.Santa Cruz County Supes Change Controversial Nonprofit Funding Process

The changes to the award process—known as CORE—will adjust how nonprofits around Santa Cruz County receive county funds

The Santa Cruz County Board of Supervisors on Tuesday approved a handful of adjustments to the process it uses to allocate grant funding to nonprofits.

Last June, that process—called Collective of Results and Evidence-based (CORE) Investments—doled out $5.8 million to more than 50 social programs countywide. That money will be distributed over the next three years.

Just over $770,000 went to United Way’s Cradle to Career program, with $436,221 to Meals on Wheels and $241,680 to Second Harvest Food Bank’s Equitable Access to Food and Nutrition program.

But many organizations that did not receive funding through the competitive request for proposal (RFP) process—or that saw a reduction in their allocation—felt slighted by a process they said was neither inclusive nor transparent.

Community Bridges spokesman Tony Nuñez said that any reduction in funding cuts into the organization’s ability to provide critical services and respond to disasters. 

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That organization last year saw an $816,000 reduction in its annual funding, for a total reduction of $2.3 million over the three-year funding cycle. This affected its Family Resource Collective, Elderday and Early Education Division.

“If it was not for foundational funding from foundations across the Central Coast, we would have to have very tough conversations within Community Bridges about how and when we can respond to the ongoing disasters right now in both Pajaro and the San Lorenzo Valley,” Nuñez said. 

The changes approved Tuesday focused on the timing of the RFP application process and who is involved. 

The process will begin six months earlier next year and will include more community discussions both before and after releasing the RFPs.

Tuesday’s discussion, which came from six months of community meetings and input, was an in-depth look at the RFP Process for the CORE funding. Human Services Department director Randy Morris said of the highly competitive process that it’s a “best-application wins” situation.

Morris said there were more than three times the number of applicants as there was available funding. Almost 50% of these were from new organizations that had not received funding before, he said. 

Several organizations addressed the supervisors about their experiences with the recent CORE funding process.

Encompass CEO Monica Martinez said that, as the county’s largest nonprofit providing health and human services, it had the most to lose with changes to funding.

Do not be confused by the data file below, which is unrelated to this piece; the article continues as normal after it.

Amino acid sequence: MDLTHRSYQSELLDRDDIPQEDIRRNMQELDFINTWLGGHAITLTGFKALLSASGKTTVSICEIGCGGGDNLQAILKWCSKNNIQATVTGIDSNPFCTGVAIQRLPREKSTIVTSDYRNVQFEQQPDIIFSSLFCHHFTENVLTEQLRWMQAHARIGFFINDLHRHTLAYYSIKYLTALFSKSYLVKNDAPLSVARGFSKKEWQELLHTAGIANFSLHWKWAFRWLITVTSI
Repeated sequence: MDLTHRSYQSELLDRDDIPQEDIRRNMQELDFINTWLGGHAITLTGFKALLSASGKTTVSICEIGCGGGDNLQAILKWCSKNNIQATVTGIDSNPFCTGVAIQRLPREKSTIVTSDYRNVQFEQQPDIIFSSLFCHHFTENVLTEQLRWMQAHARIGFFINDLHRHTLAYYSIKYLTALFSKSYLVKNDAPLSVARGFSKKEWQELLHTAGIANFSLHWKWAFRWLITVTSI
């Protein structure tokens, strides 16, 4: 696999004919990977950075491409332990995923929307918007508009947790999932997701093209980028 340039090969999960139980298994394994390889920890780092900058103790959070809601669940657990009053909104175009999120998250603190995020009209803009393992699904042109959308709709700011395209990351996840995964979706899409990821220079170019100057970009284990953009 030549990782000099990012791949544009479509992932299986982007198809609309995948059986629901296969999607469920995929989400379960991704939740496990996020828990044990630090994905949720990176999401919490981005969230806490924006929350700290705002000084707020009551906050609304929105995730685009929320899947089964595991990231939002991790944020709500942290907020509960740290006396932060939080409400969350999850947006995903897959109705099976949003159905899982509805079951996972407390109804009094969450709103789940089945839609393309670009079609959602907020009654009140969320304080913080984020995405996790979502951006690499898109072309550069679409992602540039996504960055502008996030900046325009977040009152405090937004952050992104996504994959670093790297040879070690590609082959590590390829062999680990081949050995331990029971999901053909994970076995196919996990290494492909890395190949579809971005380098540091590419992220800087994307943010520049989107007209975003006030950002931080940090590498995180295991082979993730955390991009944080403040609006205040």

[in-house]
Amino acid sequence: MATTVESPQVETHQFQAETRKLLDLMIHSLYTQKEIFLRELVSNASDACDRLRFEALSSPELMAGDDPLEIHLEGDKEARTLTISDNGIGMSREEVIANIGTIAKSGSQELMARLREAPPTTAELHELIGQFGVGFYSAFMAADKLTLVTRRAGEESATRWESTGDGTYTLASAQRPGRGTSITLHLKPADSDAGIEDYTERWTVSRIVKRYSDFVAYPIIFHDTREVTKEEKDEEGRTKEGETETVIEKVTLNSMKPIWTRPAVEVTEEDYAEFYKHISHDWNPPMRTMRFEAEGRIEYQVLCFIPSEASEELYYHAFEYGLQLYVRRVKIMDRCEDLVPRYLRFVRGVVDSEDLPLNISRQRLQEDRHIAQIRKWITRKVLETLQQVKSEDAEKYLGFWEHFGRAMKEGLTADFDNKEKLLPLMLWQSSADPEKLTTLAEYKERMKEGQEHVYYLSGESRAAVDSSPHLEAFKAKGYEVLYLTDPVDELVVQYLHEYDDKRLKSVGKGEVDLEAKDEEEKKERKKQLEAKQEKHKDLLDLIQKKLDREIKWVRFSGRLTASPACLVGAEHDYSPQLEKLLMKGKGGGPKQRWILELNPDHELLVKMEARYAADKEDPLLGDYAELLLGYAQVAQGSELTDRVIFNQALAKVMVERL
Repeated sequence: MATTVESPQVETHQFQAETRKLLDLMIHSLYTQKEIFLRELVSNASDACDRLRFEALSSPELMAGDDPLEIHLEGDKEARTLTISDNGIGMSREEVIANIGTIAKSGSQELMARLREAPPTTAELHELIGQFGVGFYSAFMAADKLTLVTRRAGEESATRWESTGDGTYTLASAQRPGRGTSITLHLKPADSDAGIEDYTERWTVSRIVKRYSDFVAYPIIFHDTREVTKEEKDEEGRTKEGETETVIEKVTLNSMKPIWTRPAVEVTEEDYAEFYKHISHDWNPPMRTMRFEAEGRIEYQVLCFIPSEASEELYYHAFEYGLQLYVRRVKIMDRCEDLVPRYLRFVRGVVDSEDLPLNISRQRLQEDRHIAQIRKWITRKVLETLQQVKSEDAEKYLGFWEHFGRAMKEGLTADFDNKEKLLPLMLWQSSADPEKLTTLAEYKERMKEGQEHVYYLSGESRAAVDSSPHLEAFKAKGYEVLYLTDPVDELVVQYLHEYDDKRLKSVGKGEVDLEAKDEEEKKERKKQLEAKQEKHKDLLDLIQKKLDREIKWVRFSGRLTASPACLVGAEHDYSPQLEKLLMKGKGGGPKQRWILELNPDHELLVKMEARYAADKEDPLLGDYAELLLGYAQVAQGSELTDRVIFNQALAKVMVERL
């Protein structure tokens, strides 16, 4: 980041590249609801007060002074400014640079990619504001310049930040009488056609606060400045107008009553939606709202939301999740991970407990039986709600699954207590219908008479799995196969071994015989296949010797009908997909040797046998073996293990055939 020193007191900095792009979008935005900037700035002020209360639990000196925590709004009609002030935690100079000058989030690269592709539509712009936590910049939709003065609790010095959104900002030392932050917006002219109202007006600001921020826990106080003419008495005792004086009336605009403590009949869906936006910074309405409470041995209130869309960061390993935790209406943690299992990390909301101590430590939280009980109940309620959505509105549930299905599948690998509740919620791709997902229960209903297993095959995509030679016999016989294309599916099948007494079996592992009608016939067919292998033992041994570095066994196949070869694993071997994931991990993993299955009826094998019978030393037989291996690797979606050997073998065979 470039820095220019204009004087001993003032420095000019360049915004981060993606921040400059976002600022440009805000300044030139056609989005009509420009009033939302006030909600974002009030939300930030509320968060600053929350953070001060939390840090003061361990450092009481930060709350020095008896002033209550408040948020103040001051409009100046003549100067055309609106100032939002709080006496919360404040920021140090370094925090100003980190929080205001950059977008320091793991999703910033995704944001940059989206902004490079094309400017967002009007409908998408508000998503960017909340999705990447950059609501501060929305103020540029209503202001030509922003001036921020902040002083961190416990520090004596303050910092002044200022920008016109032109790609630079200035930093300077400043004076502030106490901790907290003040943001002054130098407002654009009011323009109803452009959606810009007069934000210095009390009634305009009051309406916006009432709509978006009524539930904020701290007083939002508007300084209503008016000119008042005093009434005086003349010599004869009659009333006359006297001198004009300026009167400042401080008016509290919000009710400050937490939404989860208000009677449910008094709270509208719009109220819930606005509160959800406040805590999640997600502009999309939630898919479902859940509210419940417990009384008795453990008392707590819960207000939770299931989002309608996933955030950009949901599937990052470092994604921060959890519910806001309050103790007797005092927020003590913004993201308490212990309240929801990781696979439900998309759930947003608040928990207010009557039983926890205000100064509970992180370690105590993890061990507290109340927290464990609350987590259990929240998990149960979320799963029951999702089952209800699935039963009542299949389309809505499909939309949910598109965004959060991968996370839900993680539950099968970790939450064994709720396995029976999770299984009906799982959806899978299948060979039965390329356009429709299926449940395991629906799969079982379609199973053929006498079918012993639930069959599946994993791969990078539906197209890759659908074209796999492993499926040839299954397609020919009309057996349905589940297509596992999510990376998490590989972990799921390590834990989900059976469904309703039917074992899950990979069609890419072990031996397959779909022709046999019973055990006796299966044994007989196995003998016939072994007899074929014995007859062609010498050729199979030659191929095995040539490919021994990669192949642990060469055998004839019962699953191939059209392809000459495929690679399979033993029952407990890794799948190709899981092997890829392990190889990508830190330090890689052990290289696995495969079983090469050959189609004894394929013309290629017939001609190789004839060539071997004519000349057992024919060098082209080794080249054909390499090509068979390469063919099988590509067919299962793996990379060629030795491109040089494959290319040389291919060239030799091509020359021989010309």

Still, she acknowledged that changes were needed with the process.

“We recognize that the old approach was not working,” she said. “It was not responsive to emerging needs, it did not promote equity and it left behind those who were most in need. The status quo was not working.”

Last funding cycle, Encompass lost its historic CORE funding.

“But I trust that through this process, that this funding was reallocated to meet other needs within our shared community,” she said. 

United Way Santa Cruz County CEO Keisha Browder said that the organization’s first-time award last year was marred when she received “very vile disgusting threats on my voicemail, racial epithets on my voicemail, due to misunderstandings about this CORE process.”

“I am looking forward to continuing to work with CORE, to continuing to work with the county, so that no other leader has to experience what I had to experience last year,” she said. 

Supervisor Justin Cummings, who was a Santa Cruz City Councilmember during the last RFP process, said that he could not access information about the application process and the reasons for the allocation decisions.

“For me, it’s really critical as someone who really wants to make an informed decision that we as elected have access to the applications, we have access to the scoring rubrics,” he said. 

Supervisor Zach Friend said that, as the CORE process evolves, he does not want to see it revert to the historical model in which older organizations that had been receiving funding for years essentially pushed newer ones aside.

“If you want to talk about a culture that needed reform, the county funding structure on the (community based organizations) from 1979/1980 to 2015 needed the most reform of any structure I’ve seen,” he said.

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